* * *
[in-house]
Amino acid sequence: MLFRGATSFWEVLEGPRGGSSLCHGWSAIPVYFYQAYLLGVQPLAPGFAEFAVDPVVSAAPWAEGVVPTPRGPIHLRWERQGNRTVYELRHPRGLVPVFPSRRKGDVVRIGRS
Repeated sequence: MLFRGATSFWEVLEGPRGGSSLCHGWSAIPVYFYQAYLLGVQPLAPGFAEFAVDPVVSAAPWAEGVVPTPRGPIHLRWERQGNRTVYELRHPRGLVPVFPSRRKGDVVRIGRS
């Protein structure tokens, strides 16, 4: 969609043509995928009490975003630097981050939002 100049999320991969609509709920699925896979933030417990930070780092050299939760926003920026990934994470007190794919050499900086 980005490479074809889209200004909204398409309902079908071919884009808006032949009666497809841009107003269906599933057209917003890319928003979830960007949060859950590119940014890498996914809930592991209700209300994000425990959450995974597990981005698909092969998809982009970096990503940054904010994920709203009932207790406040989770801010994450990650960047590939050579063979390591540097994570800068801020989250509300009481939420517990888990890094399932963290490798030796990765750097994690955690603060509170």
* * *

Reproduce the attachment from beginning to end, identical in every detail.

[in-house]
Amino acid sequence: MLFRGATSFWEVLEGPRGGSSLCHGWSAIPVYFYQAYLLGVQPLAPGFAEFAVDPVVSAAPWAEGVVPTPRGPIHLRWERQGNRTVYELRHPRGLVPVFPSRRKGDVVRIGRS
Repeated sequence: MLFRGATSFWEVLEGPRGGSSLCHGWSAIPVYFYQAYLLGVQPLAPGFAEFAVDPVVSAAPWAEGVVPTPRGPIHLRWERQGNRTVYELRHPRGLVPVFPSRRKGDVVRIGRS
């Protein structure tokens, strides 16, 4: 969609043509995928009490975003630097981050939002 100049999320991969609509709920699925896979933030417990930070780092050299939760926003920026990934994470007190794919050499900086 980005490479074809889209200004909204398409309902079908071919884009808006032949009666497809841009107003269906599933057209917003890319928003979830960007949060859950590119940014890498996914809930592991209700209300994000425990959450995974597990981005698909092969998809982009970096990503940054904010994920709203009932207790406040989770801010994450990650960047590939050579063979390591540097994570800068801020989250509300009481939420517990888990890094399932963290490798030796990765750097994690955690603060509170």